NWT and the Dempster

We left Alaska and entered Canada along the Top of the World Highway.


This area is very remote so it has been a nice quiet few days to enjoy the area.

We got to Dawson City, where you have to take a ferry to cross the Yukon River, a very fast moving river. The little ferry seems to struggle to make the crossing but it does it six times an hour, 24 hours a day carrying everything from over-sized construction trucks to ten cars every trip.


As we left Dawson City heading towards Whitehorse, we noticed another road north to the Arctic Circle in the Yukon. The big three Ds of remote roads are the Denali, the Dalton and the Dempster Highways. This was the Dempster Highway, the Canadian version of the Dalton Highway – we had to take it.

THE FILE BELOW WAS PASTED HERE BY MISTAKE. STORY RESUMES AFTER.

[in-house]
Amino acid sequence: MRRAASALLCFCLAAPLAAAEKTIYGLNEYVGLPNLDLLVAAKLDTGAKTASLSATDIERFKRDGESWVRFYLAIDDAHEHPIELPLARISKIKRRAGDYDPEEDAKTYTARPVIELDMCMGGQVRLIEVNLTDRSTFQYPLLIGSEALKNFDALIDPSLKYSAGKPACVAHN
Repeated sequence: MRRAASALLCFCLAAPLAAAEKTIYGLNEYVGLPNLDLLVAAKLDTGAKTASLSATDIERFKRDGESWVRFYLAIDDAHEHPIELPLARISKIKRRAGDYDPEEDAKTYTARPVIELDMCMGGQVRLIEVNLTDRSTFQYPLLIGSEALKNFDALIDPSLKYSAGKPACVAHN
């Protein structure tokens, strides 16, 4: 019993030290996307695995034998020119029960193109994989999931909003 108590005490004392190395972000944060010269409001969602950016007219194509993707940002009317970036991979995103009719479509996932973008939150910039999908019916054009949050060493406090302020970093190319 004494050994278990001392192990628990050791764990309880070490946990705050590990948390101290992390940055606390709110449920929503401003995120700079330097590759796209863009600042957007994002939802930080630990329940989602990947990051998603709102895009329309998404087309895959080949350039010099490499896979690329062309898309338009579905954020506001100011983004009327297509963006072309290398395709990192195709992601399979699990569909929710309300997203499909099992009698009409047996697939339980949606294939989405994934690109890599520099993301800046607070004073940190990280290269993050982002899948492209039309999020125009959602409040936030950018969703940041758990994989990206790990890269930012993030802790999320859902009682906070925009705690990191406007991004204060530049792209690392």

Tombstone Provincial Park is near the southern end of this road. We stopped for the night at the park’s Interpretive Centre in a beautiful valley.


The campground was full so the overflow was actually the visitor centre’s parking lot. This worked out well for us because it was free and right next to the beaver pond trail. We hiked to the pond and watched four beavers working away on their incredible multi-level dam. I’m still convinced that California’s long term water solution is tied to beavers.


Tombstone Park is named after the Tombstone Mountain, the spike mountain at the very end of this beautiful valley.